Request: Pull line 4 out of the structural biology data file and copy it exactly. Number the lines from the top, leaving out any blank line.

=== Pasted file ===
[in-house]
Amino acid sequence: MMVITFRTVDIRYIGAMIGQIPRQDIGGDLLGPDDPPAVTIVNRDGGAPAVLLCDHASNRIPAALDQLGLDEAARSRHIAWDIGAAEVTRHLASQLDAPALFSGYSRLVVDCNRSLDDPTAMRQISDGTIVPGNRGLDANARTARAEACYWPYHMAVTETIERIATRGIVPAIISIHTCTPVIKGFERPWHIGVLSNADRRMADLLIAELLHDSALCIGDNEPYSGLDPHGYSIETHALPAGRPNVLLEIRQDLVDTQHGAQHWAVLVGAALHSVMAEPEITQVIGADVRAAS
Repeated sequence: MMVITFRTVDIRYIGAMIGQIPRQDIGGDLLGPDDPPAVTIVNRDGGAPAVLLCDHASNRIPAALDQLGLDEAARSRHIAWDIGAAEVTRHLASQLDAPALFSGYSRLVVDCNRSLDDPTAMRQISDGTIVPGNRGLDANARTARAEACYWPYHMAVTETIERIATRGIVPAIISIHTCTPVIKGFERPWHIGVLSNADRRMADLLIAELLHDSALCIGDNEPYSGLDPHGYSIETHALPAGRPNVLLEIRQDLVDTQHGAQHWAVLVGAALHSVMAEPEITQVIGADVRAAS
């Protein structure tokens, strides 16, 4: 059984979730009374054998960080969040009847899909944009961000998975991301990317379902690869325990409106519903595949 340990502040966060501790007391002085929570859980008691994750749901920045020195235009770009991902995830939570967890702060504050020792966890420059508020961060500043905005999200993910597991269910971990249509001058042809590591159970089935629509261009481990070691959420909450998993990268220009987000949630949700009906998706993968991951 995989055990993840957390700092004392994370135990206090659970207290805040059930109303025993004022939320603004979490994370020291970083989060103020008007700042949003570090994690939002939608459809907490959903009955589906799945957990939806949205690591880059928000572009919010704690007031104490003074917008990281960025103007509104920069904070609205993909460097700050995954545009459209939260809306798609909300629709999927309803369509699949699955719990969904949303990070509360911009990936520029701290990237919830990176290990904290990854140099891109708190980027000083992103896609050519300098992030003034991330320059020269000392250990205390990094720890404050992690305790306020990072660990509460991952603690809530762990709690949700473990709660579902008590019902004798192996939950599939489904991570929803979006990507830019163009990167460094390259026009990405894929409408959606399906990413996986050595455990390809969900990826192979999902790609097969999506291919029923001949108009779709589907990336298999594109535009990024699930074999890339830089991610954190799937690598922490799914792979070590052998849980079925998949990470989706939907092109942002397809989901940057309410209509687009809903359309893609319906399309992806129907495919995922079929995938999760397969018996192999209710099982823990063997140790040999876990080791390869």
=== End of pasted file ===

């Protein structure tokens, strides 16, 4: 059984979730009374054998960080969040009847899909944009961000998975991301990317379902690869325990409106519903595949 340990502040966060501790007391002085929570859980008691994750749901920045020195235009770009991902995830939570967890702060504050020792966890420059508020961060500043905005999200993910597991269910971990249509001058042809590591159970089935629509261009481990070691959420909450998993990268220009987000949630949700009906998706993968991951 995989055990993840957390700092004392994370135990206090659970207290805040059930109303025993004022939320603004979490994370020291970083989060103020008007700042949003570090994690939002939608459809907490959903009955589906799945957990939806949205690591880059928000572009919010704690007031104490003074917008990281960025103007509104920069904070609205993909460097700050995954545009459209939260809306798609909300629709999927309803369509699949699955719990969904949303990070509360911009990936520029701290990237919830990176290990904290990854140099891109708190980027000083992103896609050519300098992030003034991330320059020269000392250990205390990094720890404050992690305790306020990072660990509460991952603690809530762990709690949700473990709660579902008590019902004798192996939950599939489904991570929803979006990507830019163009990167460094390259026009990405894929409408959606399906990413996986050595455990390809969900990826192979999902790609097969999506291919029923001949108009779709589907990336298999594109535009990024699930074999890339830089991610954190799937690598922490799914792979070590052998849980079925998949990470989706939907092109942002397809989901940057309410209509687009809903359309893609319906399309992806129907495919995922079929995938999760397969018996192999209710099982823990063997140790040999876990080791390869």